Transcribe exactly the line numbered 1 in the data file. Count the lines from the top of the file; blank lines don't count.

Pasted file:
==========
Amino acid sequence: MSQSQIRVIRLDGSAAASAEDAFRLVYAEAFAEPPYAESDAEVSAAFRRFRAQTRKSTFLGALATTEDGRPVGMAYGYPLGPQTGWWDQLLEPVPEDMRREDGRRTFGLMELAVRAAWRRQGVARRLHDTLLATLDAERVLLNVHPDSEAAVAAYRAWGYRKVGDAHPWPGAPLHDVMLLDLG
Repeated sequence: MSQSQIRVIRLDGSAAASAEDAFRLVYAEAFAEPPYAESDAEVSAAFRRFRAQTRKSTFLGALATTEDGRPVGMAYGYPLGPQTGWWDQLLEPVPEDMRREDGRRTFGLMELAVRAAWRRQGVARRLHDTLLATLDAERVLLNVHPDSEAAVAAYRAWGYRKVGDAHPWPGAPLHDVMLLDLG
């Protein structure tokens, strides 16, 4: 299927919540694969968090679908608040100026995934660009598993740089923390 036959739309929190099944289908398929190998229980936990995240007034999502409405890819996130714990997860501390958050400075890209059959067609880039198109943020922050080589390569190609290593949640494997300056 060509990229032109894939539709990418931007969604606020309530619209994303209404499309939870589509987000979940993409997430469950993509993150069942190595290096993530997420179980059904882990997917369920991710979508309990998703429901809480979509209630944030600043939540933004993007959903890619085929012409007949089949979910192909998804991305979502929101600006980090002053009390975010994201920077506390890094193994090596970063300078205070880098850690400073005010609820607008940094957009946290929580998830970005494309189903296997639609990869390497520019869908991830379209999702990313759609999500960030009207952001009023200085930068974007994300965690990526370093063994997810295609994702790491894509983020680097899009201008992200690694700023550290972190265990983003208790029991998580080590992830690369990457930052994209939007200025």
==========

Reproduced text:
Amino acid sequence: MSQSQIRVIRLDGSAAASAEDAFRLVYAEAFAEPPYAESDAEVSAAFRRFRAQTRKSTFLGALATTEDGRPVGMAYGYPLGPQTGWWDQLLEPVPEDMRREDGRRTFGLMELAVRAAWRRQGVARRLHDTLLATLDAERVLLNVHPDSEAAVAAYRAWGYRKVGDAHPWPGAPLHDVMLLDLG